As a writer, one major challenge is finding a niche. Reaching the audience who appreciates your work and finding the right fit can be a very elusive undertaking.
My projects tend to come from the heart, without particular emphasis on mass appeal. So how does one shine a light on societal issues that tend to get swept under the carpet, but in an appealing way?
My “Dominick the Donkey” series of children’s books faced just that dilemma. The basic introduction to animal advocacy began with A New Home for Dominick and is soon to be followed by A New Family for Dominick.
Thanks to several teachers willing to give Dominick valuable time in their classrooms, they have proven that incorporating Dominick into their curriculum provides many aspects for learning and growth of their students.
One teacher, Beth Bourdon, took the opportunity to the max. After reading A New Home for Dominick to her third grade class, she engaged her students in a discussion, then had each one draw or paint a picture and write a letter to me explaining what they liked about the book and asking any questions they had.
Not only did her class project pique and hold the students’ interest, but it challenged many key learning aspects, such as critical thinking, writing, communication, and creative expression through art.
The children’s letters and pictures melted my heart, but also helped me understand that an introduction to animal advocacy in the classroom, in an informal setting, can be a fruitful and enjoyable way to reach our youngest advocates.
As an author, I was very touched by many comments, like the one from a precious little girl:
I loved how you used nice words, what my class calls dazzling words or something like that. On a scale from 1-10, your book was 100!
But as an animal lover, my heart sank when I read the following:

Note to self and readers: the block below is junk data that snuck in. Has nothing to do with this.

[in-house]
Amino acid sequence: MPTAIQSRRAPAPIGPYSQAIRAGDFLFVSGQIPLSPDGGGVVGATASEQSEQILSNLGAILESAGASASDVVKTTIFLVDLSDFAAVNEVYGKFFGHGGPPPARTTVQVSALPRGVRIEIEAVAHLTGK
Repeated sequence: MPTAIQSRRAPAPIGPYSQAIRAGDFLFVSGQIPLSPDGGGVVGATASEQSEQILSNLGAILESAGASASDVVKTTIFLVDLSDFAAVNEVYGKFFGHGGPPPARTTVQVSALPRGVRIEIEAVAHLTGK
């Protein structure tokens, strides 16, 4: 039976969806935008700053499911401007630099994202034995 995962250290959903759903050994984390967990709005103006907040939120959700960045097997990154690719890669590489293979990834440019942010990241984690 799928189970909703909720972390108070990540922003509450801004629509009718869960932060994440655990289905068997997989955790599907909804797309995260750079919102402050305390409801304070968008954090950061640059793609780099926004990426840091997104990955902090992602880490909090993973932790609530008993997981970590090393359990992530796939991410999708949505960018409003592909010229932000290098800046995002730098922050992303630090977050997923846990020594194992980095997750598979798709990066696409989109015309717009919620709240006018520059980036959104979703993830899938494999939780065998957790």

I support my animals good but if my dog or cat poops or pees on the floor, I whack them but no(t) hard so they would bite me.
This abuse is learned behavior. Hit them, but not hard enough so they will bite you… No. No. NO.
This is exactly the type of behavior we want to teach the children not to do.
At the bottom of his letter, he stated:
PS – Mrs. Bourdon says not to whack my animals but train them.
YES! Thank you, Mrs. Bourdon!
Through her examples, Mrs. Bourdon convinced me that A New Home for Dominick and A New Family for Dominick can provide a valuable classroom lesson.
Perhaps you know an early elementary teacher who is looking for unique and meaningful material?
A New Home for Dominick and A New Family for Dominick are based on real characters and situations at RVR Horse Rescue, in Riverview Florida. In the first installment, Dominick the donkey is rescued and finds a new best friend in the whole wide world, Charity the old horse. In the second installment, to be released in August 2016, Dominick finds his real-life forever family. (LIKE my Facebook page – Shirley Alarie – to stay tuned for book release details.)
Proceeds from the books benefit non-profit RVR Horse Rescue.
Scroll down to see all the amazing letters and pictures from the class!
A link to book can be found HERE.